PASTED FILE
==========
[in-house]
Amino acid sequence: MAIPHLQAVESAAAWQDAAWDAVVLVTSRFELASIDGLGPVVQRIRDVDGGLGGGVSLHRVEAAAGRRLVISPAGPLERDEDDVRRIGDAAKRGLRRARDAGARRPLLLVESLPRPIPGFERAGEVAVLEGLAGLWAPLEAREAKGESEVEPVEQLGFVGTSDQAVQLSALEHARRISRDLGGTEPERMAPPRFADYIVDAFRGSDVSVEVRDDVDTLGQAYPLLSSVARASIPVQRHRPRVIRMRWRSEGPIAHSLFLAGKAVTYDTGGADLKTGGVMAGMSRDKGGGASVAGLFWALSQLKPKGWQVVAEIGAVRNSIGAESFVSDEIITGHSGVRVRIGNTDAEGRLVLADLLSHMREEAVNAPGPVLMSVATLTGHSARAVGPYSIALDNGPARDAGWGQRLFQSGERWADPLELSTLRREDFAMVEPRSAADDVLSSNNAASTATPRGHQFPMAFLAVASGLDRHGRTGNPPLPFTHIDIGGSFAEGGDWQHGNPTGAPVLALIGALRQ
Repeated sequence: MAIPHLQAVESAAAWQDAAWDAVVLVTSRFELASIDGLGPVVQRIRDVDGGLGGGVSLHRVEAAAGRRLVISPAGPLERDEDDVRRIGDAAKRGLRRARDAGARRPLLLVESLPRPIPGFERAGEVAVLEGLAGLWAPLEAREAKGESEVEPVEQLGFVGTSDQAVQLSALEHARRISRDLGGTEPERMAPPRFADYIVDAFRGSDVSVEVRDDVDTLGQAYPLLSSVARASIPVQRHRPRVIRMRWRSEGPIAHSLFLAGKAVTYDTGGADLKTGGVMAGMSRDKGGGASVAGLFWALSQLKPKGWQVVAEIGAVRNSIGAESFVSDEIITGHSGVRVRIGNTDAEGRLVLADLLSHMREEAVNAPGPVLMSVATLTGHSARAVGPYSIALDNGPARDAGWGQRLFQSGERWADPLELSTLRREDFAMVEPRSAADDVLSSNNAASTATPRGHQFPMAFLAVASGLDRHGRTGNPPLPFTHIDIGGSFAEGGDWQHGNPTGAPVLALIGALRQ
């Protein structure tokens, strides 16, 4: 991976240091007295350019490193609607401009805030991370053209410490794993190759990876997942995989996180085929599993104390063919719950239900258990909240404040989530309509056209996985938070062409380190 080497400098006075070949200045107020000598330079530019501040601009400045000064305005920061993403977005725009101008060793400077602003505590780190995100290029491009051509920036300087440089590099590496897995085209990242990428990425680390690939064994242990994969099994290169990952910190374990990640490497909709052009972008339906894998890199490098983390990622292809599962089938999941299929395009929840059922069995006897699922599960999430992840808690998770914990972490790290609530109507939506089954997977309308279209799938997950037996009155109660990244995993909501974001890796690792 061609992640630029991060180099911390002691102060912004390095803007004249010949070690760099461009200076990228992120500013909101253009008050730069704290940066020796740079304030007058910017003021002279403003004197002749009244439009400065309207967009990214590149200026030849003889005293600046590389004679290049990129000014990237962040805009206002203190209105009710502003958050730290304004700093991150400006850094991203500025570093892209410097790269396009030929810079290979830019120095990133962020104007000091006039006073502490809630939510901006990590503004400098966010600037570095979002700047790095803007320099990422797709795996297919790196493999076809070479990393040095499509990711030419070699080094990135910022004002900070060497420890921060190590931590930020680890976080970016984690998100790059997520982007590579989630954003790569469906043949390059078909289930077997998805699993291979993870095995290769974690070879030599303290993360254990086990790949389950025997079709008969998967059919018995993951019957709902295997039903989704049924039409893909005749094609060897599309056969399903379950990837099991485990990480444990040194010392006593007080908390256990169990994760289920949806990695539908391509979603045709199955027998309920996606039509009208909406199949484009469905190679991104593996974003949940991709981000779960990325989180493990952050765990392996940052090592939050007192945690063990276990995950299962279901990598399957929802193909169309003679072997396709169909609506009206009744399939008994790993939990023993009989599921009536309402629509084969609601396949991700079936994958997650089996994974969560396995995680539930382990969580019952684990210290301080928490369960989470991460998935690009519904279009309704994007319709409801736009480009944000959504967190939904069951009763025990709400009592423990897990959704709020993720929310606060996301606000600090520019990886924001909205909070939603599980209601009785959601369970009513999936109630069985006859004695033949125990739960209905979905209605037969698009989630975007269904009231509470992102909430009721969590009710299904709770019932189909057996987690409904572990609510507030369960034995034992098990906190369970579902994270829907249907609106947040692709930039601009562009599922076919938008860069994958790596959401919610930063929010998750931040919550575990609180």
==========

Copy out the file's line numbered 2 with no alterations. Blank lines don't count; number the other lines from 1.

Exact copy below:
Amino acid sequence: MAIPHLQAVESAAAWQDAAWDAVVLVTSRFELASIDGLGPVVQRIRDVDGGLGGGVSLHRVEAAAGRRLVISPAGPLERDEDDVRRIGDAAKRGLRRARDAGARRPLLLVESLPRPIPGFERAGEVAVLEGLAGLWAPLEAREAKGESEVEPVEQLGFVGTSDQAVQLSALEHARRISRDLGGTEPERMAPPRFADYIVDAFRGSDVSVEVRDDVDTLGQAYPLLSSVARASIPVQRHRPRVIRMRWRSEGPIAHSLFLAGKAVTYDTGGADLKTGGVMAGMSRDKGGGASVAGLFWALSQLKPKGWQVVAEIGAVRNSIGAESFVSDEIITGHSGVRVRIGNTDAEGRLVLADLLSHMREEAVNAPGPVLMSVATLTGHSARAVGPYSIALDNGPARDAGWGQRLFQSGERWADPLELSTLRREDFAMVEPRSAADDVLSSNNAASTATPRGHQFPMAFLAVASGLDRHGRTGNPPLPFTHIDIGGSFAEGGDWQHGNPTGAPVLALIGALRQ